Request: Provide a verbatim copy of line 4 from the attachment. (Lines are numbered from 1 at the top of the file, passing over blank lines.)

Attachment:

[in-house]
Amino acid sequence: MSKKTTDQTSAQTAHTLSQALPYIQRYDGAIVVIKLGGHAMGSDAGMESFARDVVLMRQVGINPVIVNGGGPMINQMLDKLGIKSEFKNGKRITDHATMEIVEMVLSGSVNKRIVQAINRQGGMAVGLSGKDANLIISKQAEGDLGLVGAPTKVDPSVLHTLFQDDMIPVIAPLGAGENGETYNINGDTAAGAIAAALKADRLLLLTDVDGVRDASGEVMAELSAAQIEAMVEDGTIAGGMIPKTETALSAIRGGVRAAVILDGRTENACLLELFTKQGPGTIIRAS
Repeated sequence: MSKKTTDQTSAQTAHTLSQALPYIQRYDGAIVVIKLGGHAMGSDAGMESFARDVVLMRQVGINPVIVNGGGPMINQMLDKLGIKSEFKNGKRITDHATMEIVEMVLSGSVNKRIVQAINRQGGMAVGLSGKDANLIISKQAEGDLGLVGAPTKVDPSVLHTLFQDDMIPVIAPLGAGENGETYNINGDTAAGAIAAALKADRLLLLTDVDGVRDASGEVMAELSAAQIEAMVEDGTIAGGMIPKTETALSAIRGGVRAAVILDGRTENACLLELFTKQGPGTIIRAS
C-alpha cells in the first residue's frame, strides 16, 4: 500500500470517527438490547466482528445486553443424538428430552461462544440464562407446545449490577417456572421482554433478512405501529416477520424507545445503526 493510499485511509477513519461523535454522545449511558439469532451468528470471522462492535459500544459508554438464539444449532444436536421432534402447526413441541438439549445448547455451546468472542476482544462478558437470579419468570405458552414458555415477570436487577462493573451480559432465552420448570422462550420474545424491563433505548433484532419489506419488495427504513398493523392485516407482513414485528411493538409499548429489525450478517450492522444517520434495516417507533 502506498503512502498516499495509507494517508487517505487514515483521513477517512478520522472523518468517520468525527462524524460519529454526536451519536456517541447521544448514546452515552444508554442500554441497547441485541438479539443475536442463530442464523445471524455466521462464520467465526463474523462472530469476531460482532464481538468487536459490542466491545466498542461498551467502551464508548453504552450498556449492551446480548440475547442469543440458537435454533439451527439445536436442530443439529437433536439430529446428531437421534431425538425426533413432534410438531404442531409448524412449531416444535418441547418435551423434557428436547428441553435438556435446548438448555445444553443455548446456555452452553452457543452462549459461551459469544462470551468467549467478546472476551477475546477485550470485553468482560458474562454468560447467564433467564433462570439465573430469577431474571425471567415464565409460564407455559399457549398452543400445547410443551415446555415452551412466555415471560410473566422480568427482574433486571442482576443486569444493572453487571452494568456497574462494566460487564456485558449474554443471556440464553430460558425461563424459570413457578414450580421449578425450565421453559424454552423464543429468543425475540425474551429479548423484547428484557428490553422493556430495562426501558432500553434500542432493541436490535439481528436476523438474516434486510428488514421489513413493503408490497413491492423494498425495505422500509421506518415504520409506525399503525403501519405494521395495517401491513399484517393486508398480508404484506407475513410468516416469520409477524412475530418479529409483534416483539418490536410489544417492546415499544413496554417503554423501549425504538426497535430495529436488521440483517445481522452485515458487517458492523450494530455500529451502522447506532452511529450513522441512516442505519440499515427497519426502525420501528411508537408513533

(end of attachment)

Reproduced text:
C-alpha cells in the first residue's frame, strides 16, 4: 500500500470517527438490547466482528445486553443424538428430552461462544440464562407446545449490577417456572421482554433478512405501529416477520424507545445503526 493510499485511509477513519461523535454522545449511558439469532451468528470471522462492535459500544459508554438464539444449532444436536421432534402447526413441541438439549445448547455451546468472542476482544462478558437470579419468570405458552414458555415477570436487577462493573451480559432465552420448570422462550420474545424491563433505548433484532419489506419488495427504513398493523392485516407482513414485528411493538409499548429489525450478517450492522444517520434495516417507533 502506498503512502498516499495509507494517508487517505487514515483521513477517512478520522472523518468517520468525527462524524460519529454526536451519536456517541447521544448514546452515552444508554442500554441497547441485541438479539443475536442463530442464523445471524455466521462464520467465526463474523462472530469476531460482532464481538468487536459490542466491545466498542461498551467502551464508548453504552450498556449492551446480548440475547442469543440458537435454533439451527439445536436442530443439529437433536439430529446428531437421534431425538425426533413432534410438531404442531409448524412449531416444535418441547418435551423434557428436547428441553435438556435446548438448555445444553443455548446456555452452553452457543452462549459461551459469544462470551468467549467478546472476551477475546477485550470485553468482560458474562454468560447467564433467564433462570439465573430469577431474571425471567415464565409460564407455559399457549398452543400445547410443551415446555415452551412466555415471560410473566422480568427482574433486571442482576443486569444493572453487571452494568456497574462494566460487564456485558449474554443471556440464553430460558425461563424459570413457578414450580421449578425450565421453559424454552423464543429468543425475540425474551429479548423484547428484557428490553422493556430495562426501558432500553434500542432493541436490535439481528436476523438474516434486510428488514421489513413493503408490497413491492423494498425495505422500509421506518415504520409506525399503525403501519405494521395495517401491513399484517393486508398480508404484506407475513410468516416469520409477524412475530418479529409483534416483539418490536410489544417492546415499544413496554417503554423501549425504538426497535430495529436488521440483517445481522452485515458487517458492523450494530455500529451502522447506532452511529450513522441512516442505519440499515427497519426502525420501528411508537408513533